Want to Sell in Five Years? What RIAs Should Do
It is a common refrain we hear from advisors: “I want to sell my business in five years.”
For advisors, the sale of their practice or firm may be the largest financial transaction they will ever handle and often represents their largest personal financial asset. As a result, it’s important to take the process seriously and begin to develop a timeline and a long-term strategy in order to achieve your goal of a smooth exit.
In order to sell in five years, advisors should be making changes to their business immediately beginning with a plan to institute highly professional processes and procedures.
The first priority for advisors wishing to sell should be books and records. Advisors need to have the discipline to keep clean and clear books and records for several years before a sale. You are at a disadvantage if you have to explain things later or clean up your books at the last minute.
Advisors' second priority should be compliance and legal considerations. Whether you have an in-house compliance and legal team or outsource to a law firm, it’s important to have a documented, robust compliance and legal structure in place.
The third priority is your client base. Advisory practices are more valuable if they have an area of specialization and if they have a diverse client base. One practice that distinguished itself by specializing in the high tech market and now has a large group of high tech entrepreneurs and founders as clients is very well-positioned in the market.
For RIAs, the more you can institutionalize your client relationships with your firm and have a consistent client experience, typically the more valuable your firm will be. Clients will have a relationship with your brand and not just with you, and thus are more likely to stay once the business is sold.
It’s key to take a hard look at your clients and determine if there are steps you can take to broaden your client base and diversify your revenue. It’s common sense that you don’t want a situation where one family constitutes a large percentage of your client base. It may make sense to tap into centers of influence such as accountants and lawyers as a way to get referrals.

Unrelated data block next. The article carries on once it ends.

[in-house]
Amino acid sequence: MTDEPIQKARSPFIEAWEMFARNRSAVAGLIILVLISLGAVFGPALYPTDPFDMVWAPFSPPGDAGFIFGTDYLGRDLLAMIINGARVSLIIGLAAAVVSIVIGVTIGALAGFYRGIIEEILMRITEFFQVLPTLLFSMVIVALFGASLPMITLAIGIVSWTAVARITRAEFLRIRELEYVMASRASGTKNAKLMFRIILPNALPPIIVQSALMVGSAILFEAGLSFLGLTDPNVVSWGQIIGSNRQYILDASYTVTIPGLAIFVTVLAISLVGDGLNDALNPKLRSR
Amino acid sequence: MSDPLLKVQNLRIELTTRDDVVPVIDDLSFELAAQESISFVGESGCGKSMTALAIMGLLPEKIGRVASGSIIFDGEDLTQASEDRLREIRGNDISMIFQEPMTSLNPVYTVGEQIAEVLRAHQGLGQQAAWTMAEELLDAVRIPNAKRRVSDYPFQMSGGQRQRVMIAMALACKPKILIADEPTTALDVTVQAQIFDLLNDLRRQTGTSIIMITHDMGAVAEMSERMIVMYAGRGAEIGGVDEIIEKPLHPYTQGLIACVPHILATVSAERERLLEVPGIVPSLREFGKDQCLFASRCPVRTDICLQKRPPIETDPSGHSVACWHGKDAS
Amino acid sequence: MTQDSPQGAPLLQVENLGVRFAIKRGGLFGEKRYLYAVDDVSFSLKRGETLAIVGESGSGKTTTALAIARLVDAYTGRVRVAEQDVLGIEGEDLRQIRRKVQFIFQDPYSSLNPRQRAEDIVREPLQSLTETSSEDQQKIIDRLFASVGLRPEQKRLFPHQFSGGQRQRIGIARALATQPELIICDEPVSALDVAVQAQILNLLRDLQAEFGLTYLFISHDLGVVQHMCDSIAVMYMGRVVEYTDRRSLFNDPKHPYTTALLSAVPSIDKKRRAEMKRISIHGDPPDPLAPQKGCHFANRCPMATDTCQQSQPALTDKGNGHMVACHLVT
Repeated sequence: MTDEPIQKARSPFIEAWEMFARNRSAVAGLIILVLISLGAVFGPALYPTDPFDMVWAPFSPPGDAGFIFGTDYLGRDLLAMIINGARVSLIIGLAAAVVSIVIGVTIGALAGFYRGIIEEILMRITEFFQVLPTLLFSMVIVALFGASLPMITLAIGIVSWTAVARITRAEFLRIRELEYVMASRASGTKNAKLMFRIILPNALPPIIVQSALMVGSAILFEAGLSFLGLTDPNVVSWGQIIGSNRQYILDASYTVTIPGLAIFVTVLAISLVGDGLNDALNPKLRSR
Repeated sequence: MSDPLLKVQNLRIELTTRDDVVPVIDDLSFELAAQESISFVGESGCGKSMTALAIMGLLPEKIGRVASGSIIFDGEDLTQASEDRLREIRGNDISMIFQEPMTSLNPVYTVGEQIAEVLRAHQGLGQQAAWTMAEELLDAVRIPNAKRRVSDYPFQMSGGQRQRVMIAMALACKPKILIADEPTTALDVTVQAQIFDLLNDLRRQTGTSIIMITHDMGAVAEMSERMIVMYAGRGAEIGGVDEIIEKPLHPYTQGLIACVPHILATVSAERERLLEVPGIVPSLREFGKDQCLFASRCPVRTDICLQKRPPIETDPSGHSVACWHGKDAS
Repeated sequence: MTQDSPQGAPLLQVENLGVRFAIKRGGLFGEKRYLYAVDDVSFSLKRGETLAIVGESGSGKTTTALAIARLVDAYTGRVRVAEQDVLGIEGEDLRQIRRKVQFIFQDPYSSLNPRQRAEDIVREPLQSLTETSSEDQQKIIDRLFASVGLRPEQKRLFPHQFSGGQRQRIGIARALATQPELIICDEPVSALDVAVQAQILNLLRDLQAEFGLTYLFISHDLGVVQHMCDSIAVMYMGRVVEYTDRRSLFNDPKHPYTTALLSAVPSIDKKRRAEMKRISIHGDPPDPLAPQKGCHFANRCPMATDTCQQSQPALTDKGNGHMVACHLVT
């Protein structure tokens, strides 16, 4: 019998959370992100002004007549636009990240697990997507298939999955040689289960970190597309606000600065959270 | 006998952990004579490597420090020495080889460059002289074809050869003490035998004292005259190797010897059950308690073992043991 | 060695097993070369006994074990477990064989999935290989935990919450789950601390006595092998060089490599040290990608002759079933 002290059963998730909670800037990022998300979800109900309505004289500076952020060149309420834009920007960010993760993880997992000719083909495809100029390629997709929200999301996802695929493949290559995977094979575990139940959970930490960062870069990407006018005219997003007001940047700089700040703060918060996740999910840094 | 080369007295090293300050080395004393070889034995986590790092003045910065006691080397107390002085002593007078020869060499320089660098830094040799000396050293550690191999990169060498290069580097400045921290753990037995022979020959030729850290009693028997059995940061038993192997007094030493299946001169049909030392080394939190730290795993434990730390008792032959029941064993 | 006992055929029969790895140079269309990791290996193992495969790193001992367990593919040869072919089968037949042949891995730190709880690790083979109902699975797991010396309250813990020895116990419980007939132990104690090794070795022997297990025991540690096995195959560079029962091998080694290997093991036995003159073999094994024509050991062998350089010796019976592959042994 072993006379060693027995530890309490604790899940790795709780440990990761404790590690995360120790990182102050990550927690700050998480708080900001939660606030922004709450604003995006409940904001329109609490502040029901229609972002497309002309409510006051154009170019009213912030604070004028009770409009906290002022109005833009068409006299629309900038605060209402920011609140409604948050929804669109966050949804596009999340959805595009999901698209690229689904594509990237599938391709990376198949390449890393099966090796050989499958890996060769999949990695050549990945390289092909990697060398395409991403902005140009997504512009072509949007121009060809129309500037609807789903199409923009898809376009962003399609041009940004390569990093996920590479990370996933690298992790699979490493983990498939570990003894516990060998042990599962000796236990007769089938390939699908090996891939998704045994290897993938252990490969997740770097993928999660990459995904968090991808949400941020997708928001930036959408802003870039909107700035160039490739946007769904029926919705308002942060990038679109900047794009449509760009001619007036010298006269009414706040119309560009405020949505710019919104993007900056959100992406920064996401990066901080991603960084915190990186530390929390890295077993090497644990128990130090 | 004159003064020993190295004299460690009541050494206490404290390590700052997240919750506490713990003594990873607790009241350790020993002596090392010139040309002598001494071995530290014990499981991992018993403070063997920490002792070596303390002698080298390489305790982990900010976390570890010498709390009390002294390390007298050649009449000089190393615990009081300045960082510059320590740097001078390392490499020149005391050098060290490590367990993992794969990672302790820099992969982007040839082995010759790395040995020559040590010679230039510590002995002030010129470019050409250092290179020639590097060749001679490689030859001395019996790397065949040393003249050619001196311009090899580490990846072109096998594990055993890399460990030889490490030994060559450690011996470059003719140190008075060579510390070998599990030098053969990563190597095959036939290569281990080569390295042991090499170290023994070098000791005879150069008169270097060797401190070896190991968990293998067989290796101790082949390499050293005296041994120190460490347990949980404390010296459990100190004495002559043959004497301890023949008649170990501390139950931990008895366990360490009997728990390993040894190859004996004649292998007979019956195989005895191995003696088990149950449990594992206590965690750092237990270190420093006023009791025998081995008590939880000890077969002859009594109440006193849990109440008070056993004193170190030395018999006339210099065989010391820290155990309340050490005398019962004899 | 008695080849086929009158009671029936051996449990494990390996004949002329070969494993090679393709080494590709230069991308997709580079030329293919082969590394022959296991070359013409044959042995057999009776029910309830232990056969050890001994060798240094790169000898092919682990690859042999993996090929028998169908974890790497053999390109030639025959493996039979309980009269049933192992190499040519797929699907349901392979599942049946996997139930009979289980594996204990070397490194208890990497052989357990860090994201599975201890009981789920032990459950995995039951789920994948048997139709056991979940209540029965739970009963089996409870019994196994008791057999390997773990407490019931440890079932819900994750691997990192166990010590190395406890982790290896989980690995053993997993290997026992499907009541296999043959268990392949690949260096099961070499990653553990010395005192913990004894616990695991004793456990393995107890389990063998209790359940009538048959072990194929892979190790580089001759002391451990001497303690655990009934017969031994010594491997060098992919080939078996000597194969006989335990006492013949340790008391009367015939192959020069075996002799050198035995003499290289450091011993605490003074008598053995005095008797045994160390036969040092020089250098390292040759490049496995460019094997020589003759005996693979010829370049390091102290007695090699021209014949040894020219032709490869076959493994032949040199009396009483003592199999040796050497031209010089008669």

You might also consider adding advisory teams with complementary strengths and client bases that round out yours. The typical advisory firm in the Dynasty network has gross income above 60% and after owners’ compensation net income above 20%.
Demonstrating healthy top line and bottom line growth over time will enhance your firm’s value. We also suggest that you look to outsource anything that is not core to business and that can be done cheaper or better somewhere else. There are lots of firms in the marketplace now that, like Dynasty, have integrated platforms to allow pushing middle-office services to a partner firm, enabling the advisory firm to focus on client management and new client acquisition. It usually takes the principles time to grow the firm – so the more time that can be freed up, the better.
The fourth consideration for advisors looking to sell is your staff. We strongly recommend that advisory firms have a plan around human resources, employee retention and professional development. The goal is to have a team of long-term employees who are committed to the business and to the clients. Getting an equity ownership plan in place around a transaction can also often help with employee retention and generate excitement among the staff about growing the firm going forward.
Buyers of RIAs also want to know that there is a succession plan. You should be planning now for that next generation of advisors (and clients) so there is a seamless transition when older advisors decide to exit the business. You want to avoid a situation where one advisor controls the entire business and there is no plan for the future of the business.
When advisors say ‘five years,’ I counsel them to be flexible regarding timing. Like many other markets, there are a number of factors that can influence price and prices can fluctuate widely depending on market sentiment. It’s best to have a rough time frame and be strategic when you actually decide to sell because, after all, the best time to sell an asset is when you don’t have to – and that asset is a valuable one because you have professionalized the business in the ways we have discussed here.
If you need help, reach out to a firm that helps advisors with succession planning or contact one of the boutique investment banks that work with advisors. They can often also connect you with buyers when the time is right.
When it comes to selling your advisory business -- just like the advice most advisors give their clients -- “The more time to plan and the more thought that goes into defining goals and objectives, typically, the better the outcomes.”